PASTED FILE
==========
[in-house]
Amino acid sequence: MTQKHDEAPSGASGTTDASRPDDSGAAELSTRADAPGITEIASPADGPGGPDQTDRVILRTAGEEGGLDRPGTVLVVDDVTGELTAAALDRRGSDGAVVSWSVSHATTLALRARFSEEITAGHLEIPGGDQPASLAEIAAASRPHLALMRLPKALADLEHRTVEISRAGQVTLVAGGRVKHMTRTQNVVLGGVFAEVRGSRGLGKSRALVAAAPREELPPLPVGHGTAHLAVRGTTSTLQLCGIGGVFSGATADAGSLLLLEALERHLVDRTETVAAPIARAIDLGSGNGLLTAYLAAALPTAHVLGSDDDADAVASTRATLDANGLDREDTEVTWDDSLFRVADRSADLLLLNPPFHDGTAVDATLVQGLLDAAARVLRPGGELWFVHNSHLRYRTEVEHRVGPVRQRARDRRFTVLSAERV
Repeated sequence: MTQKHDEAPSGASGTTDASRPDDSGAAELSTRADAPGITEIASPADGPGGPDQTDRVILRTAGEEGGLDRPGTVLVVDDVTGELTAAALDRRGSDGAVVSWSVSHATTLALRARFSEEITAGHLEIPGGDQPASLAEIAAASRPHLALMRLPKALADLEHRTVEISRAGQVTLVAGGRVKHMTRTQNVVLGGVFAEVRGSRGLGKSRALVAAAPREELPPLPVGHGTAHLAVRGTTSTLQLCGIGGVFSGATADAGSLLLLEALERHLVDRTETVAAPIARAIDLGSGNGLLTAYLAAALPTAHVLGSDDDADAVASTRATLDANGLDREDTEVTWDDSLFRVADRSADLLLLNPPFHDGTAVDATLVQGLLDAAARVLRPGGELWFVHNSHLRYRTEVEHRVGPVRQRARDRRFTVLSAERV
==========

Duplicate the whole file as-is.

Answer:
[in-house]
Amino acid sequence: MTQKHDEAPSGASGTTDASRPDDSGAAELSTRADAPGITEIASPADGPGGPDQTDRVILRTAGEEGGLDRPGTVLVVDDVTGELTAAALDRRGSDGAVVSWSVSHATTLALRARFSEEITAGHLEIPGGDQPASLAEIAAASRPHLALMRLPKALADLEHRTVEISRAGQVTLVAGGRVKHMTRTQNVVLGGVFAEVRGSRGLGKSRALVAAAPREELPPLPVGHGTAHLAVRGTTSTLQLCGIGGVFSGATADAGSLLLLEALERHLVDRTETVAAPIARAIDLGSGNGLLTAYLAAALPTAHVLGSDDDADAVASTRATLDANGLDREDTEVTWDDSLFRVADRSADLLLLNPPFHDGTAVDATLVQGLLDAAARVLRPGGELWFVHNSHLRYRTEVEHRVGPVRQRARDRRFTVLSAERV
Repeated sequence: MTQKHDEAPSGASGTTDASRPDDSGAAELSTRADAPGITEIASPADGPGGPDQTDRVILRTAGEEGGLDRPGTVLVVDDVTGELTAAALDRRGSDGAVVSWSVSHATTLALRARFSEEITAGHLEIPGGDQPASLAEIAAASRPHLALMRLPKALADLEHRTVEISRAGQVTLVAGGRVKHMTRTQNVVLGGVFAEVRGSRGLGKSRALVAAAPREELPPLPVGHGTAHLAVRGTTSTLQLCGIGGVFSGATADAGSLLLLEALERHLVDRTETVAAPIARAIDLGSGNGLLTAYLAAALPTAHVLGSDDDADAVASTRATLDANGLDREDTEVTWDDSLFRVADRSADLLLLNPPFHDGTAVDATLVQGLLDAAARVLRPGGELWFVHNSHLRYRTEVEHRVGPVRQRARDRRFTVLSAERV